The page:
That time period was great, as much as it was a rough time. Right after the first Paper Nightlife Awards, Stephen died. I could only do the party at Happy Endings for another eight months after that because it was too much of a graveyard for me.
What was the crowd like at your Happy Endings party?
The crowd was very LES in that it was very young. There was an element of fashion but there was also the grunge, dirt punk vibe as well. It was a real hybrid between high and low. I remember days when there would be some sort of bar fight between some hoods and Hedi Slimane and Green Day would be upstairs. It had such a high brow / low brow mix of people. It's hard to encompass it all in one word.
What music did you play?
It was indie rock and this sort of new danceable version of indie rock. Bloc Party had just come to town. I had my band Black Moustache and was doing a lot of electro punk. LCD Soundsystem was merging those lines between indie and dance music. The Rapture was really fun. Hot Hot Heat. Louis XIV.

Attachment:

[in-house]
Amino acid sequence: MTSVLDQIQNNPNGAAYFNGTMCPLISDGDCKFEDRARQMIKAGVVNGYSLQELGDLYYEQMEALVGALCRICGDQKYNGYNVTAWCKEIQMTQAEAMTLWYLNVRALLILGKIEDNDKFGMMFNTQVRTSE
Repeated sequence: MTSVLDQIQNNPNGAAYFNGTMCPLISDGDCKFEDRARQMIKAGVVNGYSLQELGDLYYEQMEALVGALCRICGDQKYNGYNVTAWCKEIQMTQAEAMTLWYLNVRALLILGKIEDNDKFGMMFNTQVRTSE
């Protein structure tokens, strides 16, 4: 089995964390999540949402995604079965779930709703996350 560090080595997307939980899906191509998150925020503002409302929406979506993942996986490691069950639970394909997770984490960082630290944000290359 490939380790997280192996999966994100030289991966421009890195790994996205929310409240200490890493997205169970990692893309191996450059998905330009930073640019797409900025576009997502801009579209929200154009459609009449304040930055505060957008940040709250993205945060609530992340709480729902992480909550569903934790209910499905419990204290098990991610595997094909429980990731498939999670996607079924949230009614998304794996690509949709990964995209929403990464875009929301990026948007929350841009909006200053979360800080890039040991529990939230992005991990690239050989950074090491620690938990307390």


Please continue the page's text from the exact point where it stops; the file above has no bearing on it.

Backing up a bit, tell me more about how you started DJing and how you became involved in the electroclash scene.
I started doing parties in 1999 at the Pyramid Club on Sundays with Larry Tee. At that point, I wasn't DJing, I was just interested in throwing a good party. We did that for a year and then we moved the party to Joe's Pub and that's when I started DJing -- the summer of 2000. I was inspired by all the music I was hearing from Fischerspooner to Chicks on Speed and Peaches -- the combination of New Wave and electro and '80s hip-hop and all these different genres that were coming together. Music was really exciting. I couldn't wait to get behind the decks. I remember we moved to Luxx in Williamsburg on Saturdays [to do the Berliniamsburg night] and then we started Fridays after the Saturdays got too busy. I remember our first party was on September 17 of 2001 so it was just barely a week after 9/11 and it was weird how after that blow to NYC, people sought cover in nightlife.